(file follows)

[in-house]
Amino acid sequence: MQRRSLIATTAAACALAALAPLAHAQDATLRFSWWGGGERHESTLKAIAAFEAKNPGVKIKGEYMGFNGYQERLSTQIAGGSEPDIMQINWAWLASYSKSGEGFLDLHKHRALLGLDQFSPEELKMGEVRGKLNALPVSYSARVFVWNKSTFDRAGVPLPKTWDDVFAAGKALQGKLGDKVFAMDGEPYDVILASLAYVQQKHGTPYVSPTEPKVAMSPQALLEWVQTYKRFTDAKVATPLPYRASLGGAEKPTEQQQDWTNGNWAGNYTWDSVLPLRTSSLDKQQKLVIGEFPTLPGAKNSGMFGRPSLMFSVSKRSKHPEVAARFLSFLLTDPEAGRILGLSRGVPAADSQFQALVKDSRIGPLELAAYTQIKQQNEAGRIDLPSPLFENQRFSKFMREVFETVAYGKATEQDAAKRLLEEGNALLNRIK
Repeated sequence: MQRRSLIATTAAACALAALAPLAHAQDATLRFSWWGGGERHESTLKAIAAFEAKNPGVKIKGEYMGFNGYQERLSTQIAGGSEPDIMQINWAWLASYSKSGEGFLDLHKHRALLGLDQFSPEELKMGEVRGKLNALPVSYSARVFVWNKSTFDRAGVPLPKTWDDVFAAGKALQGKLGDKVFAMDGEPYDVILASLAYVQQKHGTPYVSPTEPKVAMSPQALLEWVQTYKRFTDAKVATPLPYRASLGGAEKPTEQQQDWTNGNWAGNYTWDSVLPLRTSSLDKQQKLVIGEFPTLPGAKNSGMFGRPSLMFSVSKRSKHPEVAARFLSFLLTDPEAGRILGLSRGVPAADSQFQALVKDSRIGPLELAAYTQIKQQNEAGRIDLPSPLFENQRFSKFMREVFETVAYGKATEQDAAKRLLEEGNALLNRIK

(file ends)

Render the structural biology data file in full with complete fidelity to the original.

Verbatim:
[in-house]
Amino acid sequence: MQRRSLIATTAAACALAALAPLAHAQDATLRFSWWGGGERHESTLKAIAAFEAKNPGVKIKGEYMGFNGYQERLSTQIAGGSEPDIMQINWAWLASYSKSGEGFLDLHKHRALLGLDQFSPEELKMGEVRGKLNALPVSYSARVFVWNKSTFDRAGVPLPKTWDDVFAAGKALQGKLGDKVFAMDGEPYDVILASLAYVQQKHGTPYVSPTEPKVAMSPQALLEWVQTYKRFTDAKVATPLPYRASLGGAEKPTEQQQDWTNGNWAGNYTWDSVLPLRTSSLDKQQKLVIGEFPTLPGAKNSGMFGRPSLMFSVSKRSKHPEVAARFLSFLLTDPEAGRILGLSRGVPAADSQFQALVKDSRIGPLELAAYTQIKQQNEAGRIDLPSPLFENQRFSKFMREVFETVAYGKATEQDAAKRLLEEGNALLNRIK
Repeated sequence: MQRRSLIATTAAACALAALAPLAHAQDATLRFSWWGGGERHESTLKAIAAFEAKNPGVKIKGEYMGFNGYQERLSTQIAGGSEPDIMQINWAWLASYSKSGEGFLDLHKHRALLGLDQFSPEELKMGEVRGKLNALPVSYSARVFVWNKSTFDRAGVPLPKTWDDVFAAGKALQGKLGDKVFAMDGEPYDVILASLAYVQQKHGTPYVSPTEPKVAMSPQALLEWVQTYKRFTDAKVATPLPYRASLGGAEKPTEQQQDWTNGNWAGNYTWDSVLPLRTSSLDKQQKLVIGEFPTLPGAKNSGMFGRPSLMFSVSKRSKHPEVAARFLSFLLTDPEAGRILGLSRGVPAADSQFQALVKDSRIGPLELAAYTQIKQQNEAGRIDLPSPLFENQRFSKFMREVFETVAYGKATEQDAAKRLLEEGNALLNRIK